In the previous column we showed how hidden states driving observable changes in a cell can be modeled as a hidden Markov model (HMM). To confidently use the HMM for inference or prediction, we must first train it to accurately represent observed data.
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Head and neck squamous cell carcinoma (HNSCC) is one of the most common cancers worldwide and represents a heterogeneous group of tumours, the majority of which are treated with a combination of surgery, radiation and chemotherapy. Fluoropyrimidine (5-FU) and its oral pro-drug, capecitabine, are commonly prescribed treatments for several solid tumour types including HNSCC. 5-FU-associated toxicity is observed in approximately 30% of treated patients and is largely caused by germline polymorphisms in DPYD which encodes dihydropyrimidine dehydrogenase (DPD), a key enzyme of 5-FU catabolism and deactivation. Although the association of germline DPYD alterations with toxicity is well-described, the potential contribution of somatic DPYD alterations to 5-FU sensitivity has not been explored. In a patient with metastatic HNSCC, in-depth genomic and transcriptomic integrative analysis on a biopsy from a metastatic neck lesion revealed alterations in genes that are associated with 5-FU uptake and metabolism. These included a novel somatic structural variant resulting in a partial deletion affecting DPYD, a variant of unknown significance affecting SLC29A1 and homozygous deletion of MTAP. There was no evidence of deleterious germline polymorphisms that have been associated with 5-FU toxicity, indicating a potential vulnerability of the tumour to 5-FU therapy. The discovery of the novel DPYD variant led to the initiation of 5-FU treatment that resulted in a rapid response lasting 17 weeks, with subsequent relapse due to unknown resistance mechanisms. This suggests that somatic alterations present in this tumour may serve as markers for tumour sensitivity to 5-FU, aiding in selection of personalized treatment strategies.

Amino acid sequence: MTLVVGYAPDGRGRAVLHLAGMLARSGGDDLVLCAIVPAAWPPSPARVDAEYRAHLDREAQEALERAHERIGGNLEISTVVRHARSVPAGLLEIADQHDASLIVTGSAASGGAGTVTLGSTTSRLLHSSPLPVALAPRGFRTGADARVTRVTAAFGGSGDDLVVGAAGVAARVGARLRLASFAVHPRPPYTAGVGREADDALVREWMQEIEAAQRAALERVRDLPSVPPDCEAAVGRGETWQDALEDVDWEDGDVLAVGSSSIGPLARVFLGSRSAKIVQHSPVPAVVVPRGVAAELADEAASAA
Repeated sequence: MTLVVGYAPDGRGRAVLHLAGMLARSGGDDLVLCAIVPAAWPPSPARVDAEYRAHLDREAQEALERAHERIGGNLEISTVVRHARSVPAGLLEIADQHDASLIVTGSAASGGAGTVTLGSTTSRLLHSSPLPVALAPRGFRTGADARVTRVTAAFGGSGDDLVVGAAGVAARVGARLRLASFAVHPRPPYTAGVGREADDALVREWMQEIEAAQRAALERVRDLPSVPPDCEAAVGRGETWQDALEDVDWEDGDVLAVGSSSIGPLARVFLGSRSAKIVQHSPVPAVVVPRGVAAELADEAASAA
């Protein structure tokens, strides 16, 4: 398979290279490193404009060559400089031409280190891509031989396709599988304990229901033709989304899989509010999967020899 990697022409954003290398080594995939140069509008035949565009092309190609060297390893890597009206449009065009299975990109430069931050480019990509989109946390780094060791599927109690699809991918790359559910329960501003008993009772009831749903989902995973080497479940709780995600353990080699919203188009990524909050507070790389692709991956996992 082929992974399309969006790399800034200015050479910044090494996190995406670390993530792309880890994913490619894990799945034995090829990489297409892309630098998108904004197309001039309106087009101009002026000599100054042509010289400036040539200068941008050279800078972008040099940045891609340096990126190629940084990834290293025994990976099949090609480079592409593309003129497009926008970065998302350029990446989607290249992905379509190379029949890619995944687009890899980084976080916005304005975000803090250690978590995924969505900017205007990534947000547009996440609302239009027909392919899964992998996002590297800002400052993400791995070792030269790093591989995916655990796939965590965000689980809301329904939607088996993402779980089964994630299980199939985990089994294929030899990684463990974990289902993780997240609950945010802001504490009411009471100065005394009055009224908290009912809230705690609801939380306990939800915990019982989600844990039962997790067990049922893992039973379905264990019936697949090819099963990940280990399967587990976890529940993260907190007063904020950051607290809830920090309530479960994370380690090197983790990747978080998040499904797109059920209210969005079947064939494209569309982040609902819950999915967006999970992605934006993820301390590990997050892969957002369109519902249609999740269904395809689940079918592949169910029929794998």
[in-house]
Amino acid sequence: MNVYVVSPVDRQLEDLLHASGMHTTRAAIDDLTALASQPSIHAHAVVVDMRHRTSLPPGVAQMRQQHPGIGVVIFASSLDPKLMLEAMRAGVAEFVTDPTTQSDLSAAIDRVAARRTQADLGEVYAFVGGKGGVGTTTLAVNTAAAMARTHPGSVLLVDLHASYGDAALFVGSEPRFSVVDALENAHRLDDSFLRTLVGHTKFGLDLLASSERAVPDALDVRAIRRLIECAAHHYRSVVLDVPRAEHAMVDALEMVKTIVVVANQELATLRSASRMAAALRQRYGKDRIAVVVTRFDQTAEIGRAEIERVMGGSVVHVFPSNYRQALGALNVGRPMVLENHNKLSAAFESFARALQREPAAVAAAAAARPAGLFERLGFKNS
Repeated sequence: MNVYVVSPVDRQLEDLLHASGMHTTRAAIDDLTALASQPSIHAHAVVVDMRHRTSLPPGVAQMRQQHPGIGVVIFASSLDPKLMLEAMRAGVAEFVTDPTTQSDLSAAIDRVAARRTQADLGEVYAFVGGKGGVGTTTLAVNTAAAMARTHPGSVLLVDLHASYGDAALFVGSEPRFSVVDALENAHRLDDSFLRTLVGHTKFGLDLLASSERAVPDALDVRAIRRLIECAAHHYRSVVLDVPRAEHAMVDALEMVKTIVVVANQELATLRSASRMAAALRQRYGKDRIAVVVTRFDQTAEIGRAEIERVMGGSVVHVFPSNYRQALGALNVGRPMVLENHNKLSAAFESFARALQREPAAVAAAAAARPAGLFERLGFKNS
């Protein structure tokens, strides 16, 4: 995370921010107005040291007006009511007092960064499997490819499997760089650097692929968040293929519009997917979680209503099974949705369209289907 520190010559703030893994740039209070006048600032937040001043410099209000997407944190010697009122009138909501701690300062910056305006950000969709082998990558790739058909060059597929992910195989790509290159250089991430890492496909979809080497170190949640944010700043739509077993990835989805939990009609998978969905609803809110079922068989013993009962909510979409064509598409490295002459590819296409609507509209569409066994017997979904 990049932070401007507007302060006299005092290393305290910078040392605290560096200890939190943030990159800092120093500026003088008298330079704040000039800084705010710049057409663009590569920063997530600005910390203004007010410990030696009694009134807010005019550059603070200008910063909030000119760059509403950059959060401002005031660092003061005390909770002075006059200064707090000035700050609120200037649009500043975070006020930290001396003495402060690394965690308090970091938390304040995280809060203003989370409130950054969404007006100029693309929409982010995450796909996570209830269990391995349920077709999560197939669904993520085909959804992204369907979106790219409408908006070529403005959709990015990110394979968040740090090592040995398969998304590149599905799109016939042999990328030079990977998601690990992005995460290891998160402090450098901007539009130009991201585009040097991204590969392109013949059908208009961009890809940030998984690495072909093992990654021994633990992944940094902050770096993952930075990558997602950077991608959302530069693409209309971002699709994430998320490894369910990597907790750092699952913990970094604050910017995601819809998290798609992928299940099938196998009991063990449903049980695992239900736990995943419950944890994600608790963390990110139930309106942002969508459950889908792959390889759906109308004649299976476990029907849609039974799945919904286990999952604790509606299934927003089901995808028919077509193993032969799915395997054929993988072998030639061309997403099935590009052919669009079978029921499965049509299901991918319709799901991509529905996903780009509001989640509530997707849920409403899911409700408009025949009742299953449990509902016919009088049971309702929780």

Introduction Given the high level of uncertainty surrounding the outcomes of early phase clinical trials, whole genome and transcriptome analysis (WGTA) can be used to optimize patient selection and study assignment. In this retrospective analysis, we reviewed the impact of this approach on one such program. Methods Patients with advanced malignancies underwent fresh tumor biopsies as part of our personalized medicine program (NCT02155621). Tumour molecular data were reviewed for potentially clinically actionable findings and patients were referred to the developmental therapeutics program. Outcomes were reviewed in all patients, including those where trial selection was driven by molecular data (matched) and those where there was no clear molecular rationale (unmatched). Results From January 2014 to January 2018, 28 patients underwent WGTA and enrolled in clinical trials, including 2 patients enrolled in two trials. Fifteen patients were matched to a treatment based on a molecular target. Five patients were matched to a trial based upon single-gene DNA changes, all supported by RNA data. Ten cases were matched on the basis of genome-wide data (n = 4) or RNA gene expression only (n = 6). With a median follow-up of 6.7 months, the median time on treatment was 8.2 weeks. Discussion When compared to single-gene DNA-based data alone, WGTA led to a 3-fold increase in treatment matching. In a setting where there is a high level of uncertainty around both the investigational agents and the biomarkers, more data are needed to fully evaluate the impact of routine use of WGTA.